Not only was the five-for-five demands of the protesters acceded to, including the scrapping of the dreaded SARS, it has other concomitant effects on governance.
First, the protest shows that power belongs to the people.
Second, the protest laid bare the rot in governance with such clarity and poignancy that embarrassed the government.
For the first time, even Nigerian political leaders unanimously agreed on the need to firm up the act of governance.
Beyond the unintended discovery of scores of warehouses where Covid-19 palliatives meant for the impoverished masses were found to be hoarded and looted, which clearly signposts lack of empathy on the part of our leaders, the protest has also brought up a rude re-awakening in the consciousness of our political leaders.
This week Sunday, October 25, 2020, all the South-West governors met at the Lagos State house, Marina, to appraise the issues thrown up by the protesters.
We hope their counterparts from other geo-political zones of the country will take a cue from this to reset their act of governance to the well-being of their subjects.
The issues they have initially feigned ignorance of.
The members of the National Assembly, most of whom became jittery over the protests, have pledged their readiness to provide appropriate legal framework that will legitimise the demands of the protesters.
“I will not sign-off on a 2021 budget that does not have adequate provisions to compensate those who have suffered violence from police in the last decade.
” I will not sign-off on a budget that does not meet the reasonable demands of ASUU to which government has already acceded.”
Femi Gbajabiamila, the Speaker of the Federal House of Representatives, declared in his address at the plenary during the heat of the protest.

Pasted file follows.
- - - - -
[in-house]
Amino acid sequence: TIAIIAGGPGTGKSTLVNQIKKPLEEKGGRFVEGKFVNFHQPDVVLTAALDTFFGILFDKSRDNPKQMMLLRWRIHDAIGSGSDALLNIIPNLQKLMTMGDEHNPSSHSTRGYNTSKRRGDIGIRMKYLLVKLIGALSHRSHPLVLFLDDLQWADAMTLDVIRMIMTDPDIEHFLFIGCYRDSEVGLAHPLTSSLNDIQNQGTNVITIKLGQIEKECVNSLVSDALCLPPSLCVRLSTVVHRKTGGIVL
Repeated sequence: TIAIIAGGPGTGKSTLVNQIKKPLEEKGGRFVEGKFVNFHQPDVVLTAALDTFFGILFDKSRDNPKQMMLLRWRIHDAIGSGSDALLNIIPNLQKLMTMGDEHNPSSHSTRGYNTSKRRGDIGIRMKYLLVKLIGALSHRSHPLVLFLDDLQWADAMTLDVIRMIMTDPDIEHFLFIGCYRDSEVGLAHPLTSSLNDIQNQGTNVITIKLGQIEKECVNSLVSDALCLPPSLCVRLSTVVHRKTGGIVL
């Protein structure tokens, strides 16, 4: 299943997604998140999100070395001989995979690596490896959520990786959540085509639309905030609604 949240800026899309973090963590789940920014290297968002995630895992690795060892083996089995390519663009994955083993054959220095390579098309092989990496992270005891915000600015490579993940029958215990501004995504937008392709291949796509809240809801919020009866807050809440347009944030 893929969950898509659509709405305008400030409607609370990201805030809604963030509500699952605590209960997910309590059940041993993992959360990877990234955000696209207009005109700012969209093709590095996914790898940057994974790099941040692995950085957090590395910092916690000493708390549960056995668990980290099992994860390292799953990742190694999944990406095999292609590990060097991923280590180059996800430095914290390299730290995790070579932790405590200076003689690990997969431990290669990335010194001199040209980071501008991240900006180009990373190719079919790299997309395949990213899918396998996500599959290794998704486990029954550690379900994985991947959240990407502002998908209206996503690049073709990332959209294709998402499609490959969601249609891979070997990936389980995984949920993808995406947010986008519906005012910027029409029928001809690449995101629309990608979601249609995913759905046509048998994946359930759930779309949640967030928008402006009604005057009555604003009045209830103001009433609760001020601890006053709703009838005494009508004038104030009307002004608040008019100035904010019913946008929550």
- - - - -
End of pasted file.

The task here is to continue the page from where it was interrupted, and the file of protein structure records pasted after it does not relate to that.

These and other concessions made by the National Assembly were part of the gains of the protest, the issues that were hitherto ignored by the political leaders who were playing an ostrich game with the yearnings of the people.
The Federal Government, apparently rattled by the protest, has also promised to carry out far reaching reforms in the police.
Vice president Yemi Osinbajo not only apologised for long years of government neglect of the issues raised by the protesters, but also directed the states governors to set in motion judicial machinery to ensure justice is done, to which substantial compliance has been achieved.
In as much as all the wishes and desires of the protesters may not have been fully met, we consider the level of government concessions in this regards as a victory for the Nigerian youths.
They have successfully used legitimate civil disobedience to talk to the government which had in the past ignored the issues raised but to which it has been forced to listen and acted.
The politicians, by virtue of this protest, will now think twice before they attempt to take the people for granted.
The government will have a rethink before it takes the people’s welfare for granted.
We sympathise with all the victims of the protest.
To the dead, we pray for the repose of their souls and take solace in the fact that their death will not be in vain.
To the injured, we pray for their speedy recovery.
To those who lost their property to the looting hoodlums, we pray that God will replace their losses in hundred folds.
We call on all to stop the crisis while governments get to work to right the wrongs.